I am lucky in my work. I get to meet lots of people with a disability. I meet all types and it is a great privilege to develop supports for them and with them. I hope these supports make a great difference to their lives. Of course there is no guarantee that supports will be successful. Lots of factors come into play. Bureaucracy, life, markets and just plain old circumstances all impact. As they say, The best laid plans of mice and men.
Last week I met a young lad with his mother and little brother. The lad has Autism. He is a big fellow. He finds it hard to meet new people. He finds it difficult to express himself. He is shy and withdrawn. Questions to him are met with a grunt or a shrug of his shoulders. His answers are given with minimal eye contact. He looks down and just gives furtive glances out of the corner of his eye.
As I walked into the waiting room my client sat slumped in his chair looking at his feet nervously. His little brother, in contrast, was a bundle of energy. He had a baseball cap on back to front and when he saw me he beamed me a bright smile. I tend to do things a little left field sometimes. To try and lighten the mood I went straight to the little brother. I shook his hand and said, “I’m Gary, I’m here to help you develop your supports.”
He laughed and said to me, “I’m not Sam, that’s him over there.” The mother picked up straight away what I was doing and laughed. Sam, my client for the day, looked at me out of the corner of his eye. I fancy I noticed a small but sheepish grin from him as well. I hoped that my little ploy had worked in assisting to lighten the mood a little.
Of course these sorts of meetings are serious and very formal. I led the family into the meeting room and addressed Sam directly. I explained to Sam my role and told him that I would like to hear from him about what sort of support he would like if possible. He looked down at his feet and shrugged his shoulders. Little brother, perhaps wanting to be centre of the attention again, informed me that Sam, “Don’t talk much.” Mum verified this and said that Sam was not likely to offer much to the process as he rarely said more than two words.
I assured Sam that this was fine. I let him know that anything he did say, even if it was just one word, would be taken seriously and would help me to develop his supports. Even so it was hard to get anything from him. As these meetings go, mum did most of the talking.
Being deaf I have to explain to my clients how we will communicate. For these types of meetings I use Live Remote Captioning. I explain how the system works and that the captioning is also my notes. I let them know that because I get a transcript emailed to me of the whole conversation I have no excuses for forgetting anything. I show them the screen of my computer and they see how everything that they say gets transcribed. Little brother was fascinated. “COOOOOL” he said. Even Sam looked up from the floor to see what was happening. I sensed he might be beginning to thaw a little.
During the course of the conversation mum explained that Sam gets anxious. He thinks people are staring at him and talking about him all the time. This sometimes causes panic attacks. Sometimes in meetings I recount some of my own experiences. I looked at Sam and told him I used to feel like that. I told him how that when I was his age I used to think everyone on the school bus was talking about me. I told him that because I couldn’t hear them I thought they were all talking about me. I told him how I would be constantly glancing around and how this would make me have panic attacks. I explained how my heart would race and my head feel light. I asked if he felt like this sometimes. He looked up at me directly and nodded.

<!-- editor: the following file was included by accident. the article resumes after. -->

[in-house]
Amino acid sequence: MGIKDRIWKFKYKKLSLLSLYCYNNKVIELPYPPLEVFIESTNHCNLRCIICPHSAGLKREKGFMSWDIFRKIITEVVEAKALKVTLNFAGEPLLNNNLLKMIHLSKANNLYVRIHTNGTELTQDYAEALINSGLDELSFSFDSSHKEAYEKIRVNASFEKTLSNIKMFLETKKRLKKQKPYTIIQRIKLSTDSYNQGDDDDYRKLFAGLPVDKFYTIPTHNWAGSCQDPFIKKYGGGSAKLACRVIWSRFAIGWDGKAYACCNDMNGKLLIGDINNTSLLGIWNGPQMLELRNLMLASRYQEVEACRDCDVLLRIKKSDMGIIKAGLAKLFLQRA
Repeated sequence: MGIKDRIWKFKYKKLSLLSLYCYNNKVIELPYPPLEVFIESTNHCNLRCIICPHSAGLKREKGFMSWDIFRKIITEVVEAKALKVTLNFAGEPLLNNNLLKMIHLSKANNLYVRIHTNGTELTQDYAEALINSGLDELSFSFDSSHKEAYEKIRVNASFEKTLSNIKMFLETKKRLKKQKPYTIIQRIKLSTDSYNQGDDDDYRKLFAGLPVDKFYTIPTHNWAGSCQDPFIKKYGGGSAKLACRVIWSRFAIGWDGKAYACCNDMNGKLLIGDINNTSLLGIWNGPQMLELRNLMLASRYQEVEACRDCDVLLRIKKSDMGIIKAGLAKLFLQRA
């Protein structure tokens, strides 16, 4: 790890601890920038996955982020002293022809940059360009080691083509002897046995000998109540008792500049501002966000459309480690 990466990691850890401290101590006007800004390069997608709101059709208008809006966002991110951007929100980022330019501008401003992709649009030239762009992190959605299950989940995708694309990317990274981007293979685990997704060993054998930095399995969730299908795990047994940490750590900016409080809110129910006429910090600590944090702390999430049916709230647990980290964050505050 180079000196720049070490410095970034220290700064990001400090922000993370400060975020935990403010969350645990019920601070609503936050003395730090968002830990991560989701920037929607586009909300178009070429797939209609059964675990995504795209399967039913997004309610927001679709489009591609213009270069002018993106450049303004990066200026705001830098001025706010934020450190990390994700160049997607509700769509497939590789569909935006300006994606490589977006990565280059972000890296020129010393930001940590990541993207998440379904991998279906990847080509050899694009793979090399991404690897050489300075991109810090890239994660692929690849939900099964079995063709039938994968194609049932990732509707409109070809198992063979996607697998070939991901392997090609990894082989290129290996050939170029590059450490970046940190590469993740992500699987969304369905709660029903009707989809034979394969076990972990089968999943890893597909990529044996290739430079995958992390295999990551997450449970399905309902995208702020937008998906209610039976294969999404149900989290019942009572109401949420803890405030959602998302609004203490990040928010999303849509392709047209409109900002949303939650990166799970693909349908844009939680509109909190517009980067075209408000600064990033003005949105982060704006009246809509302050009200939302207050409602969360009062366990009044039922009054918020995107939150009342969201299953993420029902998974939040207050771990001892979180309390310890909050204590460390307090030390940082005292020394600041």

I sensed that I was starting to break the ice a little. I asked Sam if he could tell me of something that he really wanted. He said, ” I want a drivers licence and I want a job. But I think if I get a job ill be fired.” Little brother said, “WOW” mum just smiled like proud mothers do.
And slowly but surely Sam began to talk a little more. One time we were talking about recreation and Mum was telling me how he liked War Craft. “It’s not War Craft” said Sam, “It’s War Hammer.” He then whispered something in his mum’s ear. “What was that?”, I asked, “The captioner didn’t hear you” Sam obliged to share, “I like history”, he said.
He and I had a little conversation from there. It turned out he liked the history of war. We talked a little of different wars, WWI and II. He said he knew of the Korean war and Vietnam too. Just for that minute or so he spoke directly to me and not at his feet. Little brother exclaimed that he never got on the XBox cos Sam was always playing his war games. I said, “Do you know your caps on the wrong way?” Sam let out a little chortle.
And you know, sometimes when we have clients like Sam we always tend to talk through their carers. We do this because we are time hungry. We do it because we think it will be easier. We often forget the person that it is all about. But sometimes if you make a little effort it is worth it.
As the meeting came to an end I led the family back to the lobby to say good bye. I shook every ones hand. Sam shook my hand while looking at his feet. Little brother ran back to the meeting room cos he forgot his cap. Mum thanked me and wished me a happy Xmas. As the family walked out of the office Sam looked back and gave me a little furtive wave and a small smile out of the corner of his mouth.
I smiled too. I think that was my Xmas present. Just a little reminder that the work we do sometimes can make a difference, no matter how small, on someones life.
Happy Xmas everyone!